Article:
International investigators are struggling to get access to the malaysian plane crash site
(NBC News) -
With Russian President Vladimir Putin now joining the leaders calling on rebels in Ukraine to grant access to international investigators, there's hope of progress, but the question is how much evidence has already been destroyed.
Cranes moved debris from the downed Malaysia Flight 17 as international teams struggled to access the crash site to investigate and recover the victims.
Nearly 200 bodies have been piled into refrigerated boxcars by Pro-Russian rebels, and internationally outrage is growing. "It is an absolutely shambolic situation. It does look more like a garden clean-up than a forensic investigation," said Australian Prime Minister, Tony Abbott.
In a video statement, Russian President Vladimir Putin said the crash should not be used as a political tool.
Secretary of State John Kerry has pointed fingers at Moscow for arming rebels in Ukraine.
He said, mounting evidence suggests pro-Russian separatists are responsible for shooting down the plane. "We picked up the imagery of this launch. We know the trajectory. We know where it came from," said Secretary of State, John Kerry.
Republicans are calling for new sanctions on Russia, criticizing the Obama Administration for not being tough enough. "President Obama is trying to be deliberative. It comes off as indecisive. He's trying to be thoughtful. It comes off as weakness," said Senator Lindsey Graham, (R) South Carolina.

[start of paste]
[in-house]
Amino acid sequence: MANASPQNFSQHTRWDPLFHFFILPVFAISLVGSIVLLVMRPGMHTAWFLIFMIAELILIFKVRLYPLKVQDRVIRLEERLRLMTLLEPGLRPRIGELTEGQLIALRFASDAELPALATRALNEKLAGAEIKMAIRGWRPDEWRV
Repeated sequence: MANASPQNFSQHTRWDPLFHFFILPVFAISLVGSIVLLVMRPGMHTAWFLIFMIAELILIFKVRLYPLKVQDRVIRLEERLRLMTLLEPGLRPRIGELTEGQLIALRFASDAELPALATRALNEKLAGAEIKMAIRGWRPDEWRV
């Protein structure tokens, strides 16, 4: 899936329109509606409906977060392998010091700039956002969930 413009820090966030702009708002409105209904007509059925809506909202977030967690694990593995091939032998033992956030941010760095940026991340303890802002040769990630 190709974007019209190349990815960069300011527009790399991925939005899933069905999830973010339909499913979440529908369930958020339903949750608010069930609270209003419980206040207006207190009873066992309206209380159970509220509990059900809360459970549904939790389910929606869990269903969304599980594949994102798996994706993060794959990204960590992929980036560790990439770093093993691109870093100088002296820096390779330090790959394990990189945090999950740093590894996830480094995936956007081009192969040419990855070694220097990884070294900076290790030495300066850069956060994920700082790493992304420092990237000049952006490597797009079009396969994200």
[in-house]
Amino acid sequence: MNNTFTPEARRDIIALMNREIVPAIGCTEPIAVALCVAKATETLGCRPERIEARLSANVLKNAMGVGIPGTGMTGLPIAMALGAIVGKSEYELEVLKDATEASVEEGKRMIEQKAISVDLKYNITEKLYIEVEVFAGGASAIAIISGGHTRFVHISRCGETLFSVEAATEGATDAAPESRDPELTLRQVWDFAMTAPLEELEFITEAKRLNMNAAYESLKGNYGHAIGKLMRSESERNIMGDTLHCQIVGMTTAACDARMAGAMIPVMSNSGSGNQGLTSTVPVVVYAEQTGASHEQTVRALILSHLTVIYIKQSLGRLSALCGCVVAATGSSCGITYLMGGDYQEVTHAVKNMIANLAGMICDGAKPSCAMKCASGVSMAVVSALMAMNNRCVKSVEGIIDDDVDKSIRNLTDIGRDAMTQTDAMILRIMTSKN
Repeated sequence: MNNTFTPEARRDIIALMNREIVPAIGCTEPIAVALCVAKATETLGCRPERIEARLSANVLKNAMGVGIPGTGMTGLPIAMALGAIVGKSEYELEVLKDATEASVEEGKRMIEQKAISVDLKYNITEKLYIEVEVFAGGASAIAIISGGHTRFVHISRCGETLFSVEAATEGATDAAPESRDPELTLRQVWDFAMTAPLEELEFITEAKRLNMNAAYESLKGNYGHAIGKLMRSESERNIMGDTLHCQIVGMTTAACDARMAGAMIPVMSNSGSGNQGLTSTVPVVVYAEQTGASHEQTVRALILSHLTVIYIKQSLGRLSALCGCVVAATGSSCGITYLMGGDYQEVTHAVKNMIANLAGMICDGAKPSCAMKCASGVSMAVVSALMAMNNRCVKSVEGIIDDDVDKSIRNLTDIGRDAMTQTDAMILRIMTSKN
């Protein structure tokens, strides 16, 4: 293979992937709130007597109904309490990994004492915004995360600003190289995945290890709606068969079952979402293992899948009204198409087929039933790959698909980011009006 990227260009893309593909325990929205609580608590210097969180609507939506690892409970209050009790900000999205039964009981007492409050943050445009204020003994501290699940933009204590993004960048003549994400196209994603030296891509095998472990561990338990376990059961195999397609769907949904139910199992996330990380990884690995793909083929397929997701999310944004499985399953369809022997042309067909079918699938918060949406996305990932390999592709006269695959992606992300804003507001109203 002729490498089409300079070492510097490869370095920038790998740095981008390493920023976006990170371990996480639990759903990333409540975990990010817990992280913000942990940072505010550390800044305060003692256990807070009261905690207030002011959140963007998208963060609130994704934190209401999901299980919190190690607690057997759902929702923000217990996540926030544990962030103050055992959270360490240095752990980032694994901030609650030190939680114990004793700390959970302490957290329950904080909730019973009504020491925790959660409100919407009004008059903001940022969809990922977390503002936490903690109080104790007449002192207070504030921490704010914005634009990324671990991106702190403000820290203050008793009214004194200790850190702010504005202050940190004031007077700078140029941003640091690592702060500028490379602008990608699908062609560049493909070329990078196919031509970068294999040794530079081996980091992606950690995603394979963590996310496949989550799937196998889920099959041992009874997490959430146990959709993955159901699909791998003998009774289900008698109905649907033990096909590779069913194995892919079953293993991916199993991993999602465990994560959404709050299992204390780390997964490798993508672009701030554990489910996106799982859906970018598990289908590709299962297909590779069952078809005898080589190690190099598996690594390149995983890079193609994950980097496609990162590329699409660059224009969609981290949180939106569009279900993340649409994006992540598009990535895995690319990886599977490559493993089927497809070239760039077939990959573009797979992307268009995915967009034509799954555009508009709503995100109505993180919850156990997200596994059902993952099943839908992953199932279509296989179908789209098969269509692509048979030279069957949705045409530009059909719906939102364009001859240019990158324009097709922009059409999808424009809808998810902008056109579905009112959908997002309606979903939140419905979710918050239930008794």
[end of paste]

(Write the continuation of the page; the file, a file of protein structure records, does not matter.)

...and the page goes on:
Now more than three days after the crash, aviation experts worry the scene has been compromised and critical evidence potentially lost.
The Obama administration is ramping up its response to West Africa's Ebola crisis, preparing to assign 3,000 U.S. military personnel to the afflicted region to supply medical and logistical support to overwhelmed local health care systems and to boost the number of beds needed to isolate and treat victims of the epidemic.More >>
The Obama administration is ramping up its response to West Africa's Ebola crisis, preparing to assign 3,000 U.S. military personnel to the afflicted region to supply medical and logistical support to overwhelmed local health care systems and to boost the number of beds needed to isolate and treat victims of the epidemic. More >>
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